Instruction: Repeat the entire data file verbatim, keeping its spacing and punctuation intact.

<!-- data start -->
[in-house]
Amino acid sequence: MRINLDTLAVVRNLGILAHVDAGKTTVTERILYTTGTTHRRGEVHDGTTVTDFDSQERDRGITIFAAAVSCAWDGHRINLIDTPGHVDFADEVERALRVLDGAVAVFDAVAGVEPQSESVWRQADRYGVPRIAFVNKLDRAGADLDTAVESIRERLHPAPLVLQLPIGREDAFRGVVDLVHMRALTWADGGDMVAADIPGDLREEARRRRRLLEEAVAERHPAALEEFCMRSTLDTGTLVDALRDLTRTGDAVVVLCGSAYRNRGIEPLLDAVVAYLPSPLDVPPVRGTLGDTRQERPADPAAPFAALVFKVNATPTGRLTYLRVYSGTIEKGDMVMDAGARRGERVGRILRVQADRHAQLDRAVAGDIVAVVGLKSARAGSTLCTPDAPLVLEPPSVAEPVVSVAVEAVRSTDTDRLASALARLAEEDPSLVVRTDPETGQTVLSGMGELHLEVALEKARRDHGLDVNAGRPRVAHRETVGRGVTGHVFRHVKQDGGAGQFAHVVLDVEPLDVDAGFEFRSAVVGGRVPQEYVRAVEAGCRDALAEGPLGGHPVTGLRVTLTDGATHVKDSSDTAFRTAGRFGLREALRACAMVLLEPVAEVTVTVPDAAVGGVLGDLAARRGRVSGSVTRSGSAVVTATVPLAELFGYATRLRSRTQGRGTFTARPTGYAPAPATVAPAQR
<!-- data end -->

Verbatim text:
[in-house]
Amino acid sequence: MRINLDTLAVVRNLGILAHVDAGKTTVTERILYTTGTTHRRGEVHDGTTVTDFDSQERDRGITIFAAAVSCAWDGHRINLIDTPGHVDFADEVERALRVLDGAVAVFDAVAGVEPQSESVWRQADRYGVPRIAFVNKLDRAGADLDTAVESIRERLHPAPLVLQLPIGREDAFRGVVDLVHMRALTWADGGDMVAADIPGDLREEARRRRRLLEEAVAERHPAALEEFCMRSTLDTGTLVDALRDLTRTGDAVVVLCGSAYRNRGIEPLLDAVVAYLPSPLDVPPVRGTLGDTRQERPADPAAPFAALVFKVNATPTGRLTYLRVYSGTIEKGDMVMDAGARRGERVGRILRVQADRHAQLDRAVAGDIVAVVGLKSARAGSTLCTPDAPLVLEPPSVAEPVVSVAVEAVRSTDTDRLASALARLAEEDPSLVVRTDPETGQTVLSGMGELHLEVALEKARRDHGLDVNAGRPRVAHRETVGRGVTGHVFRHVKQDGGAGQFAHVVLDVEPLDVDAGFEFRSAVVGGRVPQEYVRAVEAGCRDALAEGPLGGHPVTGLRVTLTDGATHVKDSSDTAFRTAGRFGLREALRACAMVLLEPVAEVTVTVPDAAVGGVLGDLAARRGRVSGSVTRSGSAVVTATVPLAELFGYATRLRSRTQGRGTFTARPTGYAPAPATVAPAQR